Self induced transparency
Self induced transparency is a phenomenon that can also be observed for the cubic nonlinear Schrödinger equations.
It is due to a balance between the natural dispersion of the wave and the nonlinearity: the wave thus propagates unchanged through the material.
This balance is obtained for the Maxwell–Bloch equation taking a wave frequency equal to the transition frequency of the material (supposed to be a twolevel medium).
The Rabi frequency (E.p/hbar) should also be an integer multiple n of this frequency.
The incident pulse, which should have the form of a sech is the called a nπpulse.
If the initial state of the material is an equilibrium state, the material undergoes n total inversions before comming back to its equilibrium state.
We present three results to illustrate this phenomenon.
We plot the time evolution of the field in red (its amplitude is normalized) and the population of the excite level in black.



Frequency matching by changing intensity.
1, 2, and 4πpulses. 
Frequency matching by changing the pulse duration.
1, 2, and 4πpulses. 
The shaped is unchanged
4πpulse in two different space locations. 
Frequency doubling
Frequency doubling is a phenomenon that could also be modelled coupling nonlinear Schrödinger equations.
We display here two examples based on threelevel atoms.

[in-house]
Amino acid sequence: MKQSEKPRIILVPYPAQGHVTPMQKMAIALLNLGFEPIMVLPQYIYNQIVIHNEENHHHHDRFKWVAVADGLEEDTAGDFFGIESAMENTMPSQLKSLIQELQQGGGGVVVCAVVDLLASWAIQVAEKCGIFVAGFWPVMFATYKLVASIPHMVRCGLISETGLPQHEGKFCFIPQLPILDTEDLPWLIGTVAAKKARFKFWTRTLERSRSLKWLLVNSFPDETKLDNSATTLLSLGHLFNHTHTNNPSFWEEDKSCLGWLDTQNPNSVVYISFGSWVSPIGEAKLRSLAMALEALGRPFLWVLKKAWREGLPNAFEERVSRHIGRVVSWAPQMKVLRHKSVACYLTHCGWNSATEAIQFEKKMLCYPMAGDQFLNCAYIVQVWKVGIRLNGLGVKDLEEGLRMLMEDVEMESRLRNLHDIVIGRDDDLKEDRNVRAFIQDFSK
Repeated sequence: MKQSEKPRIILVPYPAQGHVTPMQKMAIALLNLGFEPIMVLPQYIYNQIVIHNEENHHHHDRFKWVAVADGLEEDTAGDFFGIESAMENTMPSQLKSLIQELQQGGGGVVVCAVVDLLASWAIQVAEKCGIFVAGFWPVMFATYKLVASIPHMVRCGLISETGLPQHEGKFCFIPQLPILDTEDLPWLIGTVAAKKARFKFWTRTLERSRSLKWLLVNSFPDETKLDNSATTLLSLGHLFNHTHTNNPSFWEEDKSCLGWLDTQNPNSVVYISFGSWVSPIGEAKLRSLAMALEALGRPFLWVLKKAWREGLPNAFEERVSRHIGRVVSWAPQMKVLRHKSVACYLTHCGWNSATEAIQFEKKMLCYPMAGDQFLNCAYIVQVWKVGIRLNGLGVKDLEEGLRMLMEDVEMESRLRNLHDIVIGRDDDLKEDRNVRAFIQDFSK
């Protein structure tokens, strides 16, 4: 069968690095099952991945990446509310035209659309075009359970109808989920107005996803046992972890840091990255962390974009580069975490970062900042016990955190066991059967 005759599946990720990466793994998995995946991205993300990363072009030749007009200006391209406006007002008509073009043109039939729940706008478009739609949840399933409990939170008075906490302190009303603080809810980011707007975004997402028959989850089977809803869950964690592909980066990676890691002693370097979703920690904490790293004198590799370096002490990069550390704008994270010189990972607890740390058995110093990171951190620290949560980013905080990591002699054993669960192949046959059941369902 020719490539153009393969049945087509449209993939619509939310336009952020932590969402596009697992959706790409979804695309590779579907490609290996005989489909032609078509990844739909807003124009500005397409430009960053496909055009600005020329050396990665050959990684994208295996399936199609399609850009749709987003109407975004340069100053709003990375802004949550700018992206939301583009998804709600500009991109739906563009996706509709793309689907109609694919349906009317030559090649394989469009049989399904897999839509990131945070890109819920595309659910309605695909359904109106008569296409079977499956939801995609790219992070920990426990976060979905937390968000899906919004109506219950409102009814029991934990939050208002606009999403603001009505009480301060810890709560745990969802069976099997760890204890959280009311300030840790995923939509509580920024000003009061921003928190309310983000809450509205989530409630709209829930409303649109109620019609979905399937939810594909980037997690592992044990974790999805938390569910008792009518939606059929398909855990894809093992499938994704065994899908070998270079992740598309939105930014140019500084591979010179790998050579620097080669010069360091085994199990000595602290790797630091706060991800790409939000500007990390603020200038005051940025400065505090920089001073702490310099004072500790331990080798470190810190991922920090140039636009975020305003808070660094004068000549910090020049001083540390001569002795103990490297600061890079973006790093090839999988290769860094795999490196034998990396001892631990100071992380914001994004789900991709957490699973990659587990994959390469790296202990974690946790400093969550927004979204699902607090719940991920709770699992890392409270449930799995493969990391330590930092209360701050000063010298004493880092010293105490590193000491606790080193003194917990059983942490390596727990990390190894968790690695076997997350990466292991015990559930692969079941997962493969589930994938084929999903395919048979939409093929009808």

The first restcase is not physicallyrelevant since it is performed in 1 space dimension and we have to assume that the dipole moment are nonzero between all the levels wich is rigorously impossible for parity reasons of the wave functions,… but numerics allow to do a lot of things.
The second testcase also assumes thaht dipole moment are nonzero but, since we can take two different polarization directions, this is now reasonable.
The double frequency is observed in a perperdicular direction to that of the inicident wave.
Optical rectification (zero frequency) also takes place in this polarization.


1D doubling. 
2D doubling. 
Raman diffusion
Raman diffusion is the fact that a incident field with frequency ω_{0} gives raise to two new frequencies called Stokes (ω_{0}ω_{r}) and antiStokes (ω_{0}+ω_{r}) frequencies, where the Raman frequency ω_{r} only depend on matter parameter and not on the incident wave.
In a first testcase, we check that the shift ω_{r} is indeed constant.
This frequency is not easy to determine.
The advantage of Maxwell–Bloch simulations is that this frequency is a result of the simulations and does not have to be a priori known.
A coupled nonlinear Schrödinger simulation is also possible but necessitates to know the value of ω_{r} beforehand.
Using very strong coupling parameters and letting the wave and the matter interact a relatively long time, we can not only observe Raman diffusion but also multiple diffusions (Raman diffusions of the Stokes and antiStokes waves) as well as Raman diffusion on triple frequencies.
On the second testcase, we see the strength of a full model where the involved frequencies are not determined a priori.
The corresponding Schrödinger model would need to couple at least 16 nonlinear equations, with the difficulty of determining the Raman Frequency.


Raman frequency is constant. 
Multiple Raman diffusions.